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Cardinals Focus On Seahawks, Not Future

Posted Dec 30, 2017

While critical offseason awaits, team preparing like normal for season finale

Cardinals wide receiver Larry Fitzgerald won't think about 2018 until after Sunday's season finale against the Seahawks.

SEATTLE – Larry Fitzgerald thought his NFL career might be over before it started.

When the Cardinals’ superstar receiver was in high school, he let his mind wander during class, which resulted in poor grades and a stint at Valley Forge Military School before college.

He eventually made it to the University of Pittsburgh, and then the Cardinals, where he has produced one of the most spectacular careers in NFL history.

As Fitzgerald prepares for the regular season finale on Sunday against the Seahawks, many are wondering if this is the end of the road – for Fitzgerald, for coach Bruce Arians, for quarterback Carson Palmer and the impressive five-year run they have spearheaded together.

Since the Cardinals are out of playoff contention, Fitzgerald’s mind could have wandered again this week, but he leaned on that teenaged lesson to stay in the moment.

“What happens after Sunday moving forward, none of us can control that on Thursday,” Fitzgerald said. “We just need to focus on the things we can control. I say it all the time, but we can’t worry about what happens on Monday on Thursday. We've got a lot of things that we’ve got to finish here to prepare ourselves for a good win on Sunday.”

The Cardinals will fall short of the playoffs, but an 8-8 finish would be impressive considering the slew of injuries, and doing so would eliminate Seattle from playoff contention. Arians could earn his 50th win as the team’s head coach, which would break a tie with Ken Whisenhunt for the most in franchise history.

The Cardinals have won three of four under Arians in Seattle, although all of the victories have been orchestrated by Palmer, who won’t play because of his broken arm. Drew Stanton is 2-1 this season in his stead, with the loss coming to the Seahawks at home in early November.

Seattle is without Legion of Boom stars Richard Sherman and Kam Chancellor, while linebacker Bobby Wagner is nursing a hamstring injury. The Seahawks still have quarterback Russell Wilson, and are hoping to couple a win with a Falcons loss so they can make the playoffs for a sixth straight year.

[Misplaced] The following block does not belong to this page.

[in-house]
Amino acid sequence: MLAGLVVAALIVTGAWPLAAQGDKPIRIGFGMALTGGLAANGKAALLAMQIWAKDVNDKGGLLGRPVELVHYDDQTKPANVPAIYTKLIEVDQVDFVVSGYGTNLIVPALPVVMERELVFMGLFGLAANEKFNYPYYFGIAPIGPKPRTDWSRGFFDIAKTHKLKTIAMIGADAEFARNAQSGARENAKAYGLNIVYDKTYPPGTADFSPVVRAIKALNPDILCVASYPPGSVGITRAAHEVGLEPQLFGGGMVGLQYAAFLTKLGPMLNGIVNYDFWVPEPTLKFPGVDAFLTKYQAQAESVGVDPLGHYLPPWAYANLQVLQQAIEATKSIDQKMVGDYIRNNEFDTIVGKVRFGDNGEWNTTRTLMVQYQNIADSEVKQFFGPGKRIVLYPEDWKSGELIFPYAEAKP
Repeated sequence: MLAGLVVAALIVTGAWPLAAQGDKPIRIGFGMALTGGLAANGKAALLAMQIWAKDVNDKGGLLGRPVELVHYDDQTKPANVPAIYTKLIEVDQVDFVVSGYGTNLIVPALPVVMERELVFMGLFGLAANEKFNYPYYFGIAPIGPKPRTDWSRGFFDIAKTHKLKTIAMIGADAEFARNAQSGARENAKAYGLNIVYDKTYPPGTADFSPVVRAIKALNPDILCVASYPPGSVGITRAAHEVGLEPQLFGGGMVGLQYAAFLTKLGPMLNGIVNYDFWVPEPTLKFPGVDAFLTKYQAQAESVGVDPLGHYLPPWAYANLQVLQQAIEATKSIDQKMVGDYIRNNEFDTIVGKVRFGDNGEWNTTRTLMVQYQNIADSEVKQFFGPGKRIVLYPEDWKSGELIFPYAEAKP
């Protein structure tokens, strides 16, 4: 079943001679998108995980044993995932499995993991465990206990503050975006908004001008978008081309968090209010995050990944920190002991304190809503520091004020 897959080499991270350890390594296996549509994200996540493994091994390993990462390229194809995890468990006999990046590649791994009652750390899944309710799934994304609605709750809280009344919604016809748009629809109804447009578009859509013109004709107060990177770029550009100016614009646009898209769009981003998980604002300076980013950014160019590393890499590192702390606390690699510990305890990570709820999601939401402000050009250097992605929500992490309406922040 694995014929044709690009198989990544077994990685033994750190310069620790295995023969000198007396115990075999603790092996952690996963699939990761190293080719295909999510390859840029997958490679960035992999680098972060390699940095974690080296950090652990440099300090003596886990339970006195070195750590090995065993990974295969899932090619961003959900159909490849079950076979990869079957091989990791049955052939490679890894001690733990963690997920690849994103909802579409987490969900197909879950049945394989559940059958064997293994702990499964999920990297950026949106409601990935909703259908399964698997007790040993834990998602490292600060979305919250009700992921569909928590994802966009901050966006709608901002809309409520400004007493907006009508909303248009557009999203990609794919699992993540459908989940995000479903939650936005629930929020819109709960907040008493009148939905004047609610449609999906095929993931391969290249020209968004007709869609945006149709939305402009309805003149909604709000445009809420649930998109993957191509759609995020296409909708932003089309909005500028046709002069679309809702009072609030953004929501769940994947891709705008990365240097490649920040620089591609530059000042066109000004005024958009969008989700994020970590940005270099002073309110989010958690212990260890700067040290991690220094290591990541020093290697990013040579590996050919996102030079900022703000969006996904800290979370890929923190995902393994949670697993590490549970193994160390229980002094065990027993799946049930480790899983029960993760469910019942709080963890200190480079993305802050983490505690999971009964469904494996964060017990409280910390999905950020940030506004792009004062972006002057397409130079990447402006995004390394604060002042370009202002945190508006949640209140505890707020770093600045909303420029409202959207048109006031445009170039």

“It’s a championship game for us,” Seahawks coach Pete Carroll said.

The Cardinals have referred to this as their playoff game, knowing the season is done when the final whistle blows. Once it’s over, they will head back home, where the critical decisions must be made.

Arians said he will put a cap on the 2017 season during the plane ride, and then turn his attention toward his future. Palmer’s 2018 salary becomes fully guaranteed five days after the Super Bowl, per OverTheCap.com, so a decision may need to be made by then.

Fitzgerald signed a one-year extension in mid-November and has 101 catches and 1,101 receiving yards this season, but his status for 2018 is still undetermined. While fans will be hanging on his every word until an official decision is made, Fitzgerald minimized his role in the Cardinals’ potentially game-changing offseason.

“I, personally, have no control over 98 percent of the stuff,” Fitzgerald said. “All I really have control over is what I decide to do. And that’s not really that big of a deal. There are a lot of decisions that are going to be made, and choices. That has nothing to do with me, to be honest with you.”

When offensive coordinator Harold Goodwin spoke with the media on Thursday, he wore a Cardinals sweatshirt so old that its letters were peeling off. He said it’s a good luck charm, and the fact he could still wear it five years later wasn’t lost on Goodwin.

“We’ve all moved, and that’s just the nature of the beast,” Goodwin said. “I remember when I first started dating my wife. One of the things I explained to her was, ‘This is what I want to do. One day we can be here. The next day we can be there.’ That happened a few times. Not drastic, other than moving from Indy to here – living in a house for eight or nine months, selling it and taking a loss.”

It’s been a stable half-decade for Goodwin. He prepared this week the same as always, and hopes it’s not the last time doing so with this group. 

 “I love being here and hopefully everything works out where we’re all here,” Goodwin said. “But it’s not my call.”

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